Defenseman Kris Letang understood and agreed with head coach Dan Bylsma’s decision to bench him in the third period of the Penguins’ Game 1 win over Columbus.
Letang made a number of ill-advised plays in the contest, but the one that irked Bylsma the most was his retaliatory slashing penalty on Blue Jackets forward Boone Jenner – which gave Columbus a huge power play late in the second period with the score tied 3-3.
“I didn’t like the response from Kris on the penalty he took on Jenner there,” Bylsma said.
Afterward, Bylsma sat his top defenseman for the beginning of the third period and Letang skated just 3:51 total minutes in the final frame – a noticeable decrease from his usual amount of ice time, as he usually logs upwards of seven or eight minutes a period.
Bylsma was trying to send a message, and it was received.
“I made a mistake,” Letang said after practice on Friday. “I put my team in trouble. (The coaches) have to keep me in check and make sure these mistakes don’t repeat themselves, and it was the right thing to do. … I have to respect my teammates because taking a penalty like that was a lack of respect.”
“He understands that play and maybe the other plays in the game that he would like to have back and weren’t good plays,” Bylsma added, who spoke with Letang regarding the situation today.
It wasn’t the only penalty Letang took in the game, as he was also given an avoidable interference call after the Pens had taken the lead in the third. Letang knows he needs to work on keeping his composure and staying disciplined moving forward, as last year’s Norris Trophy finalist always has a target on his back being the elite player that he is.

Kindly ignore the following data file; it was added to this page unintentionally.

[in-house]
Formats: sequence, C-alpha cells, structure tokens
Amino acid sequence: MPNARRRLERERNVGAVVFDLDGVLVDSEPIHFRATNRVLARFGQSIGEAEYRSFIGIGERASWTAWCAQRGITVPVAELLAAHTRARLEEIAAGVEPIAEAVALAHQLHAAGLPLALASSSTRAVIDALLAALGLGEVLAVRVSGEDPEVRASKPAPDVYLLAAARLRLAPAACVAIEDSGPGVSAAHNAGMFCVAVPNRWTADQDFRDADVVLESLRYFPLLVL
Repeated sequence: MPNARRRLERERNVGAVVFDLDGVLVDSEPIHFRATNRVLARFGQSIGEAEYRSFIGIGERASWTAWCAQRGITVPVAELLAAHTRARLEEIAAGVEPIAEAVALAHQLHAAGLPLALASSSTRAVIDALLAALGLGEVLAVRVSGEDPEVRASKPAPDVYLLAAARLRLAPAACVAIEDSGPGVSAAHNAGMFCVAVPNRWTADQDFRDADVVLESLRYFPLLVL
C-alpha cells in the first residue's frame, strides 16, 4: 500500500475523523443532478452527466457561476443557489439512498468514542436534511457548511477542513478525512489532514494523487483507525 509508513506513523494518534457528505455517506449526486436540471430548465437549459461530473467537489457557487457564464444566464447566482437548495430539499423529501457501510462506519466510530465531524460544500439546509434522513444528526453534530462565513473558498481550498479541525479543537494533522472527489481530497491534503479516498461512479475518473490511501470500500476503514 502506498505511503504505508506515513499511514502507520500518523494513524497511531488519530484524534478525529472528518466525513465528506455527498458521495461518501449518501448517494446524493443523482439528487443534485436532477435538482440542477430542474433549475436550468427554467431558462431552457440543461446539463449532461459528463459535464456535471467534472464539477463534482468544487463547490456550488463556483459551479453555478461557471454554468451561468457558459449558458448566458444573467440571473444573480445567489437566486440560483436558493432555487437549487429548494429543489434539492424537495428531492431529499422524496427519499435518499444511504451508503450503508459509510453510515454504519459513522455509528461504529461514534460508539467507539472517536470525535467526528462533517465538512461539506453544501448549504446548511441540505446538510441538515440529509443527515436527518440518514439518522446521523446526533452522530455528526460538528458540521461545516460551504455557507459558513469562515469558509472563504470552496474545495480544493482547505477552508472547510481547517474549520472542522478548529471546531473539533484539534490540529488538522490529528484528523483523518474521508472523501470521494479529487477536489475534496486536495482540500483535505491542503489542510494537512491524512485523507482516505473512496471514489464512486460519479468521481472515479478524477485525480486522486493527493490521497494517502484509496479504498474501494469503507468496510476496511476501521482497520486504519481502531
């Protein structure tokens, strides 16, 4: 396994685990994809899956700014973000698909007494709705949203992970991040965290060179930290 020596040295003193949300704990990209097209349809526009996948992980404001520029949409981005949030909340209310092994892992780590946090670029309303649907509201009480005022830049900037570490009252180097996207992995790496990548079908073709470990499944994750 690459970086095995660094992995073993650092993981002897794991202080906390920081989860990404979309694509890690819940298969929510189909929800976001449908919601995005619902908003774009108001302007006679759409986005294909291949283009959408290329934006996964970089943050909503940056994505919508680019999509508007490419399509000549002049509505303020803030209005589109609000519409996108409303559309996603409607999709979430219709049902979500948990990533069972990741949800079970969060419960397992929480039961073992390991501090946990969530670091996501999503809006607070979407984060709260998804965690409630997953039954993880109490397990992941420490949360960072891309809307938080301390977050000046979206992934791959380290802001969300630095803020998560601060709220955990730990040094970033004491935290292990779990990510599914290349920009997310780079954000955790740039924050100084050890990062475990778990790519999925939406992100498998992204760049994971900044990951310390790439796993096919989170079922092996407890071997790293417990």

“They’re going to finish their check or they’re going to do little things behind the play,” he said. “You just have to keep your emotion in check and make sure you keep it cool.”
When thinking of Letang at his best, a lot of different images can come to mind. He’s an absolutely incredible skater, and the way he glides effortlessly across the ice – almost like he’s floating over it – is truly a thing of beauty. He has outstanding offensive instincts, and can make gorgeous plays with his creativity.
But for Bylsma, Letang is at his best when he’s thinking defense-first and letting the rest of it – especially the offense – flow from there. Bylsma specifically cited his play during the Penguins' 2009 Stanley Cup run – particularly in the Final – as the consummate example of what he wants to see from Letang.
“When I think about Kris Letang at his best, and it’s something we reference very often with Kris, is his play in the ’09 playoffs with Mark Eaton,” Bylsma said. “How he played and the role he played, particularly in the Finals when he was playing a Detroit team whose third line consisted of (Marian) Hossa and that’s what his matchup was.
“He focused on playing defense, defending and defending well. Defense first. I know we’ve heard Brooks Orpik say that: when Kris is playing well, he defends first. And that’s really when he’s at his best and really I go back to that mindset and that mentality of how he played in that series against Hossa.”
It must be kept in mind, however, that Wednesday was only Letang’s fourth game back after missing 10 weeks after suffering a stroke in January. He said while his legs feel fine and his speed is there, timing is still a work in progress.
“I’m four games in, so I keep working and try to get better every game,” he said.